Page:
Why History Classes are Important (And Why they Need to Change)

Let me first say, if any of the BV history teachers are reading, I loved my history classes, they were always one of my favorite classes the last two years, but now, as a senior who’s gone through both AP World History, and AP United States History, while hearing tales from friends about the regular classes, I have issues with how the classes are fundamentally structured.

In August of 2019, in my world history class, we spent several weeks discussing prehistory, hominids and everything before the first civilizations, but at no point was that material going to be on the AP test. Why did we learn it and spend time on it? There’s a really good reason- how early should world history start? Mr. Mathew spent that time on it so we’d have context on a lot more than if we just jumped into it. I think that was a really good decision.

In a similar way, we spent the first few weeks of my APUSH class (at home, mind you) going over the first five chapters, mostly pre-colonization and early colonial history. Ideally, that would’ve actually been our summer homework, but due to quarantine and everything, we didn’t get the textbooks before summer started, and had to use that time at the beginning of the year.

The point of AP classes are, in many cases, not really to actually learn, but to do well on one test that happens all the way in May. Sure, that’s a nihilistic way to look at AP classes, but you actually do spend weeks and weeks preparing for the test, mostly in the form of essay prep and event memorization. Let me rephrase that- for the weeks leading up to the test, all you do is prepare. So really, the timeline is August until whenever the review period starts, that could be two weeks, it could be four. This means your timeline to read the book, to read about pre-colonial America all the way to the dazzling 1990s is greatly up to teacher’s discretion and however long your book is.

Let me describe two perspectives; first, each decade in, or chapter of, history should get about the same amount of time; two, older topics deserve less time to give way for recent, impactful history. In my opinion, too much time and energy is spent on unimportant details and years, that takes away from the more important details. While I completely agree that early American history is important to understanding the entire course of our nation’s life, there ends up being issues. Do I really need to know the economies of the New England colonies, or would that time be better used on the issues of the 1970s?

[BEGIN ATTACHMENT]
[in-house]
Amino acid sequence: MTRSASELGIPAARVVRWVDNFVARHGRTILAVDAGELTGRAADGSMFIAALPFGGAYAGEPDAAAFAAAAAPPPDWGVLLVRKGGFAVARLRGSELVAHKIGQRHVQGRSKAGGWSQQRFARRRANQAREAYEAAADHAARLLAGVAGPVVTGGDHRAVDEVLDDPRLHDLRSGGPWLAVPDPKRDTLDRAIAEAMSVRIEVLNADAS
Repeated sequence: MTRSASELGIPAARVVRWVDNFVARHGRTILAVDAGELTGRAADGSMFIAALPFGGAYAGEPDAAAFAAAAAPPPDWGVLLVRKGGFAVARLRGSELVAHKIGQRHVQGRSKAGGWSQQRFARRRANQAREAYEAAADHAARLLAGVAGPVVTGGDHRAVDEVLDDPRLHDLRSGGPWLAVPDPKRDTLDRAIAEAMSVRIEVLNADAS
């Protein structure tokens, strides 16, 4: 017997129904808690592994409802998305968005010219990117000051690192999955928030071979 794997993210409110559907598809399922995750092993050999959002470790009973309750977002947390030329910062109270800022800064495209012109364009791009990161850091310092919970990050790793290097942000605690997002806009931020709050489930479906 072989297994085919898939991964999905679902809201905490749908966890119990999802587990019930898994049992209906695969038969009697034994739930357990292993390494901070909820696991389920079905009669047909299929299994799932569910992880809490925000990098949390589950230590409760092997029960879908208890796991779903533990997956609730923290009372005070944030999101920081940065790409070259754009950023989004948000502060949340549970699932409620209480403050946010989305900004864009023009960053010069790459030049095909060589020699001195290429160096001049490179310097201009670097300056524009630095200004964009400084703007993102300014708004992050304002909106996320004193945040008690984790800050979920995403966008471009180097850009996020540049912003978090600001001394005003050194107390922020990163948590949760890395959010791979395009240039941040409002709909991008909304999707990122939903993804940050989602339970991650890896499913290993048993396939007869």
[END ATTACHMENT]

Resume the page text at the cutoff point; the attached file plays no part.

I’m hoping many of you know John Mulaney. In one of his comedy specials (watch all of them on Netflix if you haven’t), he does this whole bit about writing “happy birthday” on a sign. The joke is that you write a big H, a big A, a big P, then run out of space and rush the last “PY”. Then, you go to do the second line, and forget the lesson you just learned. Mulaney says, “surely more letters will fit in the same space”. This is kind of the attitude history classes have. We spend so, so much time on early history that we end up rushing the last 50 years. I think, and I’d bet you’d all agree that the last 50 years are more important than our first 50. They’re not unimportant, but again, the French and Indian War doesn’t come up in conversation as much as the military industrial complex does, or even the highway system.

So, what am I saying? Where’s the problem starting? How do we solve it? I’m saying we need to realign our view of the importance of certain events in American history. Why, though? For students. Ellen Degeneres (rest in peace; she’s not dead, but her career probably is) has, multiple times, embarrassed teens that don’t know how to use a typewriter or a rotary phone. Gen Z is being given this “stupid” reputation, when we’re just uneducated in what really matters. Who cares if we need to know how to use a rotary phone? In the same vein, who cares if we need to know the logging and fishing economy of Rhode Island c. 1760? Important, maybe, but not the most important thing. Where’s the problem start? Maybe with our class. Maybe with the design of our textbook. Maybe with the AP tests we spend all year prepping for. And maybe, just maybe (most definitely), with the College Board. How do we go about solving it? It’s hard to say. New textbooks? Maybe. Changing when we start reviewing, and how much learning we do unrelated to the book? Might also work. I really don’t know what to do, since it all goes back to the AP test.

The history classes at BV are amazing, and you all should spend time really learning history. That being said, as you might be able to see, we end up rushing education on recent history, for numerous reasons, when that has much more of an impact on people than we’d imagine. In actuality, the last 30 years aren’t included on AP tests because of the political implications they still have, and while I agree we shouldn’t be tested on current political issues, it’s still history that we need to learn if we want to be educated, functioning members of society, but due to the schedule, textbook, College Board’s standards, or end of the year junioritis, we end up missing a large chunk of history that is ongoing and still affecting us. Students shouldn’t have to be history buffs or overachievers to know about Jimmy Carter or the Iran Contra Affair, but that ends up being the case, in both AP and Regular history classes. AP runs out of time, and regular slows to an early halt.

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